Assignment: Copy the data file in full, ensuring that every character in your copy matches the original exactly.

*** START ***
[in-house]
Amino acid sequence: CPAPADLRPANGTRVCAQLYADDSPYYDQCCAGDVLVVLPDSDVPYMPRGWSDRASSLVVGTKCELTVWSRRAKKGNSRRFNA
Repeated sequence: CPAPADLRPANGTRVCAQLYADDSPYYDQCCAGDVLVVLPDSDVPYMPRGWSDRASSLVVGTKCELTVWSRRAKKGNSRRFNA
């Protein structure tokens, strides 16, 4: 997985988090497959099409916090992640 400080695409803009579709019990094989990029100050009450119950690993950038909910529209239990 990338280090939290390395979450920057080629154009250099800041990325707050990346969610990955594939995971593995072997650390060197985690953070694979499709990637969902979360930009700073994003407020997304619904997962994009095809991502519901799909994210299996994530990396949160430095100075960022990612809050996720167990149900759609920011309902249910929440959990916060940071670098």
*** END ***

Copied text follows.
[in-house]
Amino acid sequence: CPAPADLRPANGTRVCAQLYADDSPYYDQCCAGDVLVVLPDSDVPYMPRGWSDRASSLVVGTKCELTVWSRRAKKGNSRRFNA
Repeated sequence: CPAPADLRPANGTRVCAQLYADDSPYYDQCCAGDVLVVLPDSDVPYMPRGWSDRASSLVVGTKCELTVWSRRAKKGNSRRFNA
């Protein structure tokens, strides 16, 4: 997985988090497959099409916090992640 400080695409803009579709019990094989990029100050009450119950690993950038909910529209239990 990338280090939290390395979450920057080629154009250099800041990325707050990346969610990955594939995971593995072997650390060197985690953070694979499709990637969902979360930009700073994003407020997304619904997962994009095809991502519901799909994210299996994530990396949160430095100075960022990612809050996720167990149900759609920011309902249910929440959990916060940071670098």